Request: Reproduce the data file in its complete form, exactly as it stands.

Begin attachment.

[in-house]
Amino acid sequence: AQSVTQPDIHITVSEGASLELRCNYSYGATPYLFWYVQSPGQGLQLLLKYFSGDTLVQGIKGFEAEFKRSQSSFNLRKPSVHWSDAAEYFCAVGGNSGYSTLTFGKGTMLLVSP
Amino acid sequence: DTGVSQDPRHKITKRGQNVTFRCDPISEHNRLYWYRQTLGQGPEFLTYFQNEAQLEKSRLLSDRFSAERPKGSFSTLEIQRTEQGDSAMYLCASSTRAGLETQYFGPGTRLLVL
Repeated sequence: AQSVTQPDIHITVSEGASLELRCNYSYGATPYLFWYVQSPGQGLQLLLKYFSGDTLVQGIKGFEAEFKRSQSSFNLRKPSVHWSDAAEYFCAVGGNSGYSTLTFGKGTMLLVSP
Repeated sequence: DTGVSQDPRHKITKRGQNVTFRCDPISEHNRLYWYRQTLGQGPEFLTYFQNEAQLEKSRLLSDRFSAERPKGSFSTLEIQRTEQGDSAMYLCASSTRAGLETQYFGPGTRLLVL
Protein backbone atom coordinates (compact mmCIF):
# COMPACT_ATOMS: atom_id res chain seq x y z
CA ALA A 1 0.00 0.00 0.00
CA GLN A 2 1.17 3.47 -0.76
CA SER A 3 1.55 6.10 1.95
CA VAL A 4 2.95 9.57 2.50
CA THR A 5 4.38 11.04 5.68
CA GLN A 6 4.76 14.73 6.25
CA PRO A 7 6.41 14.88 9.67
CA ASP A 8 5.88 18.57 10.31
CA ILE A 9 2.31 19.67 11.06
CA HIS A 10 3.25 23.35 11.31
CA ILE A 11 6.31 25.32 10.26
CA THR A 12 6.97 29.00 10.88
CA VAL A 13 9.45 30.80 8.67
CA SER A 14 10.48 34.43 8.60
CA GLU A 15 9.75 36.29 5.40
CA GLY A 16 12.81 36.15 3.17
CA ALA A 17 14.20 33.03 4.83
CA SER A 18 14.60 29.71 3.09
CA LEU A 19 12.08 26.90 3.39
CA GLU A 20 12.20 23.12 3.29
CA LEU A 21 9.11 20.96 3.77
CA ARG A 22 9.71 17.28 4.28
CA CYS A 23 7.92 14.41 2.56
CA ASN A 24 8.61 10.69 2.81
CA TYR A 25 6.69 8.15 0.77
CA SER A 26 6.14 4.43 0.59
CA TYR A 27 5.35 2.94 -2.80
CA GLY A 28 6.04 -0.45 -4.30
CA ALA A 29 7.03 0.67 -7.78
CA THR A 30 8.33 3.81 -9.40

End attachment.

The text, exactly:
[in-house]
Amino acid sequence: AQSVTQPDIHITVSEGASLELRCNYSYGATPYLFWYVQSPGQGLQLLLKYFSGDTLVQGIKGFEAEFKRSQSSFNLRKPSVHWSDAAEYFCAVGGNSGYSTLTFGKGTMLLVSP
Amino acid sequence: DTGVSQDPRHKITKRGQNVTFRCDPISEHNRLYWYRQTLGQGPEFLTYFQNEAQLEKSRLLSDRFSAERPKGSFSTLEIQRTEQGDSAMYLCASSTRAGLETQYFGPGTRLLVL
Repeated sequence: AQSVTQPDIHITVSEGASLELRCNYSYGATPYLFWYVQSPGQGLQLLLKYFSGDTLVQGIKGFEAEFKRSQSSFNLRKPSVHWSDAAEYFCAVGGNSGYSTLTFGKGTMLLVSP
Repeated sequence: DTGVSQDPRHKITKRGQNVTFRCDPISEHNRLYWYRQTLGQGPEFLTYFQNEAQLEKSRLLSDRFSAERPKGSFSTLEIQRTEQGDSAMYLCASSTRAGLETQYFGPGTRLLVL
Protein backbone atom coordinates (compact mmCIF):
# COMPACT_ATOMS: atom_id res chain seq x y z
CA ALA A 1 0.00 0.00 0.00
CA GLN A 2 1.17 3.47 -0.76
CA SER A 3 1.55 6.10 1.95
CA VAL A 4 2.95 9.57 2.50
CA THR A 5 4.38 11.04 5.68
CA GLN A 6 4.76 14.73 6.25
CA PRO A 7 6.41 14.88 9.67
CA ASP A 8 5.88 18.57 10.31
CA ILE A 9 2.31 19.67 11.06
CA HIS A 10 3.25 23.35 11.31
CA ILE A 11 6.31 25.32 10.26
CA THR A 12 6.97 29.00 10.88
CA VAL A 13 9.45 30.80 8.67
CA SER A 14 10.48 34.43 8.60
CA GLU A 15 9.75 36.29 5.40
CA GLY A 16 12.81 36.15 3.17
CA ALA A 17 14.20 33.03 4.83
CA SER A 18 14.60 29.71 3.09
CA LEU A 19 12.08 26.90 3.39
CA GLU A 20 12.20 23.12 3.29
CA LEU A 21 9.11 20.96 3.77
CA ARG A 22 9.71 17.28 4.28
CA CYS A 23 7.92 14.41 2.56
CA ASN A 24 8.61 10.69 2.81
CA TYR A 25 6.69 8.15 0.77
CA SER A 26 6.14 4.43 0.59
CA TYR A 27 5.35 2.94 -2.80
CA GLY A 28 6.04 -0.45 -4.30
CA ALA A 29 7.03 0.67 -7.78
CA THR A 30 8.33 3.81 -9.40